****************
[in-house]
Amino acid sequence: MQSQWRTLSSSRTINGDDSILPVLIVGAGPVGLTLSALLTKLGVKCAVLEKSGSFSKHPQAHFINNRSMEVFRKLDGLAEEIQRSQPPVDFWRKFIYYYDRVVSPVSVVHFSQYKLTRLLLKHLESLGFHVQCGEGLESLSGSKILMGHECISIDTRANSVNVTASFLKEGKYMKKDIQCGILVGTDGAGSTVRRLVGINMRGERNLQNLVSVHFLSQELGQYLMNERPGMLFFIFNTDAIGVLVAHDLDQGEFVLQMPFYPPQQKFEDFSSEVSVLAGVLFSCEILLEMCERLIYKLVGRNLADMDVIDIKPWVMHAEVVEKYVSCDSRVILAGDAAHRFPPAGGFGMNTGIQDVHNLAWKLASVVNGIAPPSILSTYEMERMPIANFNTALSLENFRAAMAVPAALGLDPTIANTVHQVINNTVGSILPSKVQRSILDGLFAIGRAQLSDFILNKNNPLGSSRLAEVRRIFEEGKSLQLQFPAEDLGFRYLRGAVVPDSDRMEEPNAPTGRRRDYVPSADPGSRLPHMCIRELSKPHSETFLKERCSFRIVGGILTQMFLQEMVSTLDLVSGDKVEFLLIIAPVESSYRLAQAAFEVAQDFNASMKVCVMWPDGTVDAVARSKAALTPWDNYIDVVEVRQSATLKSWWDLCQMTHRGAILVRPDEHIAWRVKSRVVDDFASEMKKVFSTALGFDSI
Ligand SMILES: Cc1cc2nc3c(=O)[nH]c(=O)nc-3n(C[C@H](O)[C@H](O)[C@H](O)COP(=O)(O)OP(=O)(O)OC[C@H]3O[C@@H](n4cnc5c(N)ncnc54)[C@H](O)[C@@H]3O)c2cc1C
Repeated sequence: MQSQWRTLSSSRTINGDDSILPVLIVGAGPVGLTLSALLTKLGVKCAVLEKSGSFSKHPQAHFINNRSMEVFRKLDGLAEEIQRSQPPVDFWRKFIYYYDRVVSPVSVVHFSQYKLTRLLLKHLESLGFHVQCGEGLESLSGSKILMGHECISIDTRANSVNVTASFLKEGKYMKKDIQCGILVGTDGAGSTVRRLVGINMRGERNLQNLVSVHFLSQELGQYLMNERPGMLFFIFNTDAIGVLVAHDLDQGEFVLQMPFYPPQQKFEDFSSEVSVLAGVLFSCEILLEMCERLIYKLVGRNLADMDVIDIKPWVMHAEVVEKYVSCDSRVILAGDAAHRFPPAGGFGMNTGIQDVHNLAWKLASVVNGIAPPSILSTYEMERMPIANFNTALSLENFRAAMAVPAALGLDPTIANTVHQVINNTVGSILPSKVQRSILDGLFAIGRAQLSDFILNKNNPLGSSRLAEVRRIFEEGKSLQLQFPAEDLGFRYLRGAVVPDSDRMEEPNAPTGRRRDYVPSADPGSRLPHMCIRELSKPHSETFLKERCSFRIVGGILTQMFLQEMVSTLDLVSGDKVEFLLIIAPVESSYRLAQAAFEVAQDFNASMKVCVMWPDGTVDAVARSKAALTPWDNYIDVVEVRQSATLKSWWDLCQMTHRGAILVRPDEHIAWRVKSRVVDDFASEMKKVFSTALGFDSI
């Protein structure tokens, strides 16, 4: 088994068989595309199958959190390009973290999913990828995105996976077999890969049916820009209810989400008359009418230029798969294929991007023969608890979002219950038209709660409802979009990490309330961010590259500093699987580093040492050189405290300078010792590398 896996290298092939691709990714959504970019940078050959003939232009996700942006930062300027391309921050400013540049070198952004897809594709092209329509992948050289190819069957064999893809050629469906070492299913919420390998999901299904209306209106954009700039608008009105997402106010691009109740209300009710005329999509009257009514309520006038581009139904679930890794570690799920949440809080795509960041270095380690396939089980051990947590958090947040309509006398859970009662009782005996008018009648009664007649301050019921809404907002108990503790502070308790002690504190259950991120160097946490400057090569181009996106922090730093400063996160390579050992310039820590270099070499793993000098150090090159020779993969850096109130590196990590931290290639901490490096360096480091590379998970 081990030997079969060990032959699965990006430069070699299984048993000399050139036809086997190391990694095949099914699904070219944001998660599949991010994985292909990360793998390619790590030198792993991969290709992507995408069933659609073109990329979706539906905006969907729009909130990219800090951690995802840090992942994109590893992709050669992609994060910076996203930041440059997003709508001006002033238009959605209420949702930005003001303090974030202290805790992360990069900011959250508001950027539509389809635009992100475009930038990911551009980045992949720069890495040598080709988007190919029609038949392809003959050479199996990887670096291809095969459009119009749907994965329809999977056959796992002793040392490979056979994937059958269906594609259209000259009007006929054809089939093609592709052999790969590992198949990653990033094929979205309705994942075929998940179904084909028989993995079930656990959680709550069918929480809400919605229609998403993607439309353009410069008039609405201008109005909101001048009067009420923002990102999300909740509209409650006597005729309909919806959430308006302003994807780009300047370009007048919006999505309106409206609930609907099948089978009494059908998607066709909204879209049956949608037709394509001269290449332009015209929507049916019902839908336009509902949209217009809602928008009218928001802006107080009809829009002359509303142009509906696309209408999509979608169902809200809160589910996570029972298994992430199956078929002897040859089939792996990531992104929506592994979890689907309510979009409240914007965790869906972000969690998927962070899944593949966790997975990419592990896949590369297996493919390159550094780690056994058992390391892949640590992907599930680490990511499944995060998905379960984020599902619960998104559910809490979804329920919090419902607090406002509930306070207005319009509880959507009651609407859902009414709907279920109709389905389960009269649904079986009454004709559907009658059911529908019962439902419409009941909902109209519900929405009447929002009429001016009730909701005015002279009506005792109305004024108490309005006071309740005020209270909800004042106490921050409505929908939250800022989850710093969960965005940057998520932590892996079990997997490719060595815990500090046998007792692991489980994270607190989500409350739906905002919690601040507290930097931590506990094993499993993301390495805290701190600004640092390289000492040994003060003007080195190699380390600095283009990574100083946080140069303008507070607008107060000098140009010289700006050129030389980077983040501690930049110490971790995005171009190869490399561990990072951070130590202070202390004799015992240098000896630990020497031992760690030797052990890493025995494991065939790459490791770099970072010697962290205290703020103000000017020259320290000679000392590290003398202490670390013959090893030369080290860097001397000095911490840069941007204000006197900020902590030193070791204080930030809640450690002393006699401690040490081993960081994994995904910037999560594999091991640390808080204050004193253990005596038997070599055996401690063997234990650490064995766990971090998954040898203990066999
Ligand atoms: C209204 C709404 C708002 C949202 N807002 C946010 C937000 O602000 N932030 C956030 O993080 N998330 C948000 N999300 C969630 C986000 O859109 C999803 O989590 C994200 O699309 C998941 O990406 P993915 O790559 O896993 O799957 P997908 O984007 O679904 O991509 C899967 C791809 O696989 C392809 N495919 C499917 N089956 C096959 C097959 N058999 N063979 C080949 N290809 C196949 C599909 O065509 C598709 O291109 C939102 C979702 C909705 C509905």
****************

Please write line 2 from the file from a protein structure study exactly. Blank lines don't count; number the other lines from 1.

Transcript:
Amino acid sequence: MQSQWRTLSSSRTINGDDSILPVLIVGAGPVGLTLSALLTKLGVKCAVLEKSGSFSKHPQAHFINNRSMEVFRKLDGLAEEIQRSQPPVDFWRKFIYYYDRVVSPVSVVHFSQYKLTRLLLKHLESLGFHVQCGEGLESLSGSKILMGHECISIDTRANSVNVTASFLKEGKYMKKDIQCGILVGTDGAGSTVRRLVGINMRGERNLQNLVSVHFLSQELGQYLMNERPGMLFFIFNTDAIGVLVAHDLDQGEFVLQMPFYPPQQKFEDFSSEVSVLAGVLFSCEILLEMCERLIYKLVGRNLADMDVIDIKPWVMHAEVVEKYVSCDSRVILAGDAAHRFPPAGGFGMNTGIQDVHNLAWKLASVVNGIAPPSILSTYEMERMPIANFNTALSLENFRAAMAVPAALGLDPTIANTVHQVINNTVGSILPSKVQRSILDGLFAIGRAQLSDFILNKNNPLGSSRLAEVRRIFEEGKSLQLQFPAEDLGFRYLRGAVVPDSDRMEEPNAPTGRRRDYVPSADPGSRLPHMCIRELSKPHSETFLKERCSFRIVGGILTQMFLQEMVSTLDLVSGDKVEFLLIIAPVESSYRLAQAAFEVAQDFNASMKVCVMWPDGTVDAVARSKAALTPWDNYIDVVEVRQSATLKSWWDLCQMTHRGAILVRPDEHIAWRVKSRVVDDFASEMKKVFSTALGFDSI